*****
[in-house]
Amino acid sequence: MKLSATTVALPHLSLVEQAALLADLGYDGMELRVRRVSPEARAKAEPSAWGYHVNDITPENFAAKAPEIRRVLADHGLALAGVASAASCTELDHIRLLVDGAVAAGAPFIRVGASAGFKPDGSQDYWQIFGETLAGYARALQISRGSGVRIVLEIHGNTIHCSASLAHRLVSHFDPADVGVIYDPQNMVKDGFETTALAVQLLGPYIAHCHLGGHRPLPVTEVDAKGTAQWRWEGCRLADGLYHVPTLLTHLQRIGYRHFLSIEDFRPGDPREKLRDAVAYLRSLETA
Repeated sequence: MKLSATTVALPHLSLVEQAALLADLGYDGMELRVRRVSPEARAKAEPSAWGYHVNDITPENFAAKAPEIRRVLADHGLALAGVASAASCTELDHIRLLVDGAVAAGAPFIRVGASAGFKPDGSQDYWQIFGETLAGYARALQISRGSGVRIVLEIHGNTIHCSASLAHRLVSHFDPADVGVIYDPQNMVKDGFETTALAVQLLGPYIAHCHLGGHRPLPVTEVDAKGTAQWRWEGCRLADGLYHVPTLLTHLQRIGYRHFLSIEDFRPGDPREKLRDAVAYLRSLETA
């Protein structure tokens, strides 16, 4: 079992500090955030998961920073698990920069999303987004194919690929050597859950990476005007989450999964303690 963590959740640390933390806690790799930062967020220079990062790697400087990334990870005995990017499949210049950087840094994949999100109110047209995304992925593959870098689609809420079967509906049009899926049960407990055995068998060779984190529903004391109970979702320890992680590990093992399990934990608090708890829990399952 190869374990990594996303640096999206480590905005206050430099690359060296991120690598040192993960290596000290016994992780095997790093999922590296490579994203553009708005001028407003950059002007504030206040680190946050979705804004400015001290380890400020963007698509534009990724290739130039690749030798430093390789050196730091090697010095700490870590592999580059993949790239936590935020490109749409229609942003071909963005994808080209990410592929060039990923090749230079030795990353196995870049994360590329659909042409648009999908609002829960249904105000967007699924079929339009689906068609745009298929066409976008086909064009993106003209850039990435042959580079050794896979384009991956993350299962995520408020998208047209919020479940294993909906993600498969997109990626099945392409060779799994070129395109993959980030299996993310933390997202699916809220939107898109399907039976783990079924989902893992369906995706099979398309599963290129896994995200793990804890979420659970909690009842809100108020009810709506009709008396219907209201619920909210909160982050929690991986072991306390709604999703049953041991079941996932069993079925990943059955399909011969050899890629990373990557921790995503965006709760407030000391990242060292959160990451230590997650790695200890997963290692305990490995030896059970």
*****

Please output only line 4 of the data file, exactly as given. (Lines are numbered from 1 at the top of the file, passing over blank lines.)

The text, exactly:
């Protein structure tokens, strides 16, 4: 079992500090955030998961920073698990920069999303987004194919690929050597859950990476005007989450999964303690 963590959740640390933390806690790799930062967020220079990062790697400087990334990870005995990017499949210049950087840094994949999100109110047209995304992925593959870098689609809420079967509906049009899926049960407990055995068998060779984190529903004391109970979702320890992680590990093992399990934990608090708890829990399952 190869374990990594996303640096999206480590905005206050430099690359060296991120690598040192993960290596000290016994992780095997790093999922590296490579994203553009708005001028407003950059002007504030206040680190946050979705804004400015001290380890400020963007698509534009990724290739130039690749030798430093390789050196730091090697010095700490870590592999580059993949790239936590935020490109749409229609942003071909963005994808080209990410592929060039990923090749230079030795990353196995870049994360590329659909042409648009999908609002829960249904105000967007699924079929339009689906068609745009298929066409976008086909064009993106003209850039990435042959580079050794896979384009991956993350299962995520408020998208047209919020479940294993909906993600498969997109990626099945392409060779799994070129395109993959980030299996993310933390997202699916809220939107898109399907039976783990079924989902893992369906995706099979398309599963290129896994995200793990804890979420659970909690009842809100108020009810709506009709008396219907209201619920909210909160982050929690991986072991306390709604999703049953041991079941996932069993079925990943059955399909011969050899890629990373990557921790995503965006709760407030000391990242060292959160990451230590997650790695200890997963290692305990490995030896059970």